The Representation of Islam in Medieval Literature: Dante's The Inferno, William Langland's Piers Plowman, and Chaucer's The Man of Law's Tale




Retnaningdyah, Pratiwi

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This study aims at analyzing the binary opposition of Islam and the West as depicted in medieval literature. The study takes three authors that represent the perception of Islam in their times. In particular, Dante Alighieri’s The Divine Comedy, particularly The Inferno, William Langland’s Piers Plowman (B-Text), and Geoffrey Chaucer’s The Man of Law’s Tale are selected as the primary texts of this study. Dante, Langland, and Chaucer in their works, The Inferno, Piers Plowman, and The Man of Law’s Tale, respectively, share a common purpose of defending Christianity. Dante, Langland, and Chaucer share the view of Islam as a threat to the Christian West, yet differ in their treatment to the Prophet and Muslims. To some extent, Chaucer is more enlightened than Dante and Langland. The marginalization of Islam in opposition to the Christian West and the different treatment to the Prophet Muhammad and Muslims as represented in the selected works are just a few examples of the prevailing Western views of Islam in The Middle Ages. Therefore, this question deserves an interdisciplinary analysis of the socio-historical background of the authors’ times. A cross-examination of the issues is also made by using Muslim authoritative sources to see how far Islam has been misrepresented. This approach helps explain why the binary opposition of Islam and the West has persisted up to now, despite the tremendous efforts to bridge the gap between the two.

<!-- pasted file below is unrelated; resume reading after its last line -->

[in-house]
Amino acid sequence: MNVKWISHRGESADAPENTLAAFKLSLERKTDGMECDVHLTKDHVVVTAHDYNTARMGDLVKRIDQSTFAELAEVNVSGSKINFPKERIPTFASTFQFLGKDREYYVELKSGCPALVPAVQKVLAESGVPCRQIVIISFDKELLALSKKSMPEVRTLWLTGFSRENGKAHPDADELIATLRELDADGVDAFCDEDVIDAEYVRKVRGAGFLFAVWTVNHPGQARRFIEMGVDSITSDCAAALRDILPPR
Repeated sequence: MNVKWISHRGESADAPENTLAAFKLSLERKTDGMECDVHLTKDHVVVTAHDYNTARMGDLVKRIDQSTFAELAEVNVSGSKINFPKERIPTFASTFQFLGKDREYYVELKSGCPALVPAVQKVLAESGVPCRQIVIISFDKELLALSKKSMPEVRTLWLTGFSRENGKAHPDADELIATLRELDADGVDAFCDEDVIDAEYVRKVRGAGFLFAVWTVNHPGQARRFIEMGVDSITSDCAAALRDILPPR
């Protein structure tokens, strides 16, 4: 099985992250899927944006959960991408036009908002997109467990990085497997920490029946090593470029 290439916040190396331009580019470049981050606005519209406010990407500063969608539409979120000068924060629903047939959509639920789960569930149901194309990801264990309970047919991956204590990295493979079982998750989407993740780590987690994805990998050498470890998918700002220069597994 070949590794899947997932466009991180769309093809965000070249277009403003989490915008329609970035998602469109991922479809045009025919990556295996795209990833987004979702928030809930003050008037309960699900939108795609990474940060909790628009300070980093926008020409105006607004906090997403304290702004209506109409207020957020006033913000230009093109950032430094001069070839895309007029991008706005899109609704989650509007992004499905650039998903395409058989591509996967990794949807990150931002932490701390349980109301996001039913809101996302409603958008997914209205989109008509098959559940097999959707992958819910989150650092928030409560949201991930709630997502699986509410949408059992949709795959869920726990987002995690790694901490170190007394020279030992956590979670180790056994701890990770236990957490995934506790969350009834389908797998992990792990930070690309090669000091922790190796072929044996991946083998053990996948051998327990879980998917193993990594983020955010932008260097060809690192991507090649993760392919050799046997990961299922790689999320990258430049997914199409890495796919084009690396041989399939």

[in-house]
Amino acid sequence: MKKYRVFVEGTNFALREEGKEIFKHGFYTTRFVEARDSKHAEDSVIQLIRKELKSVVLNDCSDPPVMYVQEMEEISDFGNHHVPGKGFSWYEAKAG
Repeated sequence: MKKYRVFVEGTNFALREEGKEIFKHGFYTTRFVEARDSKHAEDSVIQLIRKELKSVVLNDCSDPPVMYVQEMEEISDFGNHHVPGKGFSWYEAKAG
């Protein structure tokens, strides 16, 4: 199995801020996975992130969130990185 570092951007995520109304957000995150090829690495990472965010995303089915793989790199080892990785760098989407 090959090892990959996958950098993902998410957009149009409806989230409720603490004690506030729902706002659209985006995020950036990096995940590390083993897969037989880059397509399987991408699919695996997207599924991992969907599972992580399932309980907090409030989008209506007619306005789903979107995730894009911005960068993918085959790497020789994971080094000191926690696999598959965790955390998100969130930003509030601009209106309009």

Medieval literature, Islamic civilization, Islam


Retnaningdyah, P. (2004). <i>The representation of Islam in medieval literature: Dante's The inferno, William Langland's Piers plowman, and Chaucer's The man of law's tale</i> (Unpublished thesis). Texas State University-San Marcos, San Marcos, Texas.


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